An Endzeitgeist.com review
This supplement clocks in at 34 pages, 1 page front cover, 1 page SRD, 2 pages of advertisement, 1 page back cover, leaving us with 29 pages of content, so let’s take a look!
So, the first thing you should know is that this module is set in the amazing, evocative city of Per-Bastet, within Midgard’s Southlands. If you haven’t checked out the amazing setting, you should do so. Secondly, this can be run as a sequel to “Cat & Mouse” or as a stand-alone adventure. Now, this module works best when used in conjunction with Tome of Beasts; there are several creatures like the Anubian or the Temple Cat that refer to the Southlands Bestiary. This book, to my knowledge, is exclusively available as a PFRPG-supplement – but before you boo and hiss: All creatures mentioned by the pdf can be found in Tome of Beasts – only the reference is incorrect. Still, I strongly suggest getting the excellent Tome of Beasts prior to running this; the adventure loses some of its appeal without the unique critters.
Regarding formal criteria, the pdf sports detailed read-aloud text for you; organization-wise, important NPC names tend to be bolded and, for the most part, the more important skills etc. are highlighted, though here and there, the regular text does note skill uses and DCs. As such, I strongly suggest reading the module in its entirety before attempting to run it. The adventure sports several really nice full-color maps, but alas, we don’t get any player-friendly versions sans secret doors and keys, and not all of them take up a whole page. The maps may require a bit of tinkering if you attempt to run this via VTTs etc. and honestly, I don’t get why we can’t get keyless versions.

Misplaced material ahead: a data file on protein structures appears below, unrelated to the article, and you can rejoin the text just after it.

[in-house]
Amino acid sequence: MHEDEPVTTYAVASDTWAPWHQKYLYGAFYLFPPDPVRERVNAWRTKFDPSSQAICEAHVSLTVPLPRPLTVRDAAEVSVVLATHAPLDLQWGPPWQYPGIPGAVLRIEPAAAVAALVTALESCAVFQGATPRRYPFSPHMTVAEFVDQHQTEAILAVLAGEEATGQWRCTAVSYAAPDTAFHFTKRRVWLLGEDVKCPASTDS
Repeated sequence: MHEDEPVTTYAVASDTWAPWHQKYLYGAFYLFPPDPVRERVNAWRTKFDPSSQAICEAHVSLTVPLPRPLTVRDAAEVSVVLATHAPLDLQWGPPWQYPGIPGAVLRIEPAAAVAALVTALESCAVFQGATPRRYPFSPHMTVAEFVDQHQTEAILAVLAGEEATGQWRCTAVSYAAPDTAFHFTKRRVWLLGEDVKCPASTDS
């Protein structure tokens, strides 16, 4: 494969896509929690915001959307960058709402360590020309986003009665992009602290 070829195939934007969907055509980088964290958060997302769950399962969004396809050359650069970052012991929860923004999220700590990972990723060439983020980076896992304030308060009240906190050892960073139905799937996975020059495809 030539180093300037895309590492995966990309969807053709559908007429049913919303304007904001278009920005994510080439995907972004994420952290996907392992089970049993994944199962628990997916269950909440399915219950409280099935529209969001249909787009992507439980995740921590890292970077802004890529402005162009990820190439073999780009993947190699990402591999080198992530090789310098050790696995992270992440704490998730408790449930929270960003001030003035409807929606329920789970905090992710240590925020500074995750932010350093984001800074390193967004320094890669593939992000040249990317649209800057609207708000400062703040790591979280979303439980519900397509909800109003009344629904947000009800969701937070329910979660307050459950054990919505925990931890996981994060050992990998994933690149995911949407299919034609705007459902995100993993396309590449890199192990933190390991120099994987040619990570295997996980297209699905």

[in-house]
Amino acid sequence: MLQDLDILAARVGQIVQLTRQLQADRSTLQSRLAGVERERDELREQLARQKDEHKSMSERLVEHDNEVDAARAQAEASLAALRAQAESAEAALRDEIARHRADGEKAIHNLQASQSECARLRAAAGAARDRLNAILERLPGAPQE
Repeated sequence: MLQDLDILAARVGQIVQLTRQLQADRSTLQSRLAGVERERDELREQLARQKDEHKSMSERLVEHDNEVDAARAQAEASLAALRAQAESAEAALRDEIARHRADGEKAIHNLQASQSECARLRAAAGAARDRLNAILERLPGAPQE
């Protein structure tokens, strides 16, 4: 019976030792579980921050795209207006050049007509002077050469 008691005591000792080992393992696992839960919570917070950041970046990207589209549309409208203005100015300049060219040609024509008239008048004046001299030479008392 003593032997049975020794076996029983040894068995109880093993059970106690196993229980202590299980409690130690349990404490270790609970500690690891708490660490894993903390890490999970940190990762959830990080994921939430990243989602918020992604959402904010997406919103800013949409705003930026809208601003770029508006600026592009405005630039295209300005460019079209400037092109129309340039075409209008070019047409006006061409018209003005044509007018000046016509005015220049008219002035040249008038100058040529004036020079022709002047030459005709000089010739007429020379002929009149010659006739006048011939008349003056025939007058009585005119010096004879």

All right, so that’s what this is about, structure-wise…but we know that this is a module…and in order to properly discuss it, I will now go into serious SPOILER-territory. Potential players should jump to the conclusion.
All right, only GMs around? Great! So, remember that weird Grimalkin Eye from Cat & Mouse? How its ability to control cats made it a rather potent and dangerous object in Per-Bastet? Well, where there’s an eye…there usually is a body, right? She may be a gnoll, but that does not mean that “Princess” Karima Gamilla is dumb…and thus, she sent out her feelers. The gnoll princess turns out to be a rather sophisticated individual, and she sports two different entry vectors to secure the services of the PCs – she really wants to talk to the body of a deceased man to help her ascertain the truth of the current, shadowy situation. While she has no lack of lovesick cronies at her disposal, she does have a preference for less foolish individuals, for professionals – in short, for the PCs. Kudos here: Beyond the two angles to convince the PCs, the module does sport a nice sidebar for troubleshooting particularly suspicious or undiplomatic PCs.
Anyhow, the PCs will have to venture to the local charnel house that holds the body, preferably before it…vanishes. What? Well, you see, the house may be mapped, yes, but turns out to be the home turf of Sultan Shuk’re Nill Mo Chatoor…and he and his gnolls are known for a rather dark hunger. Perceptive PCs may well spot vegetables and spices in the place…these fellows plan on actually consuming the body, and the gnoll very much attempts to make the PCs scamper off on an errand to get a verification of their status as relations, etc. – all in order so he and his allies can have a nice, uninterrupted feast. And yes, he does have an Anbuian and a manabane swarm as well…and his name-dropping is not all bluster…and things are bound to become more complicated, when a “mourner” arrives, Sweet Hasna, with pallbearers…agent of none other than Abdul-Haqq, who also wants the body. There is a solid chance that the whole situation escalates into a massive, free-for-all brawl…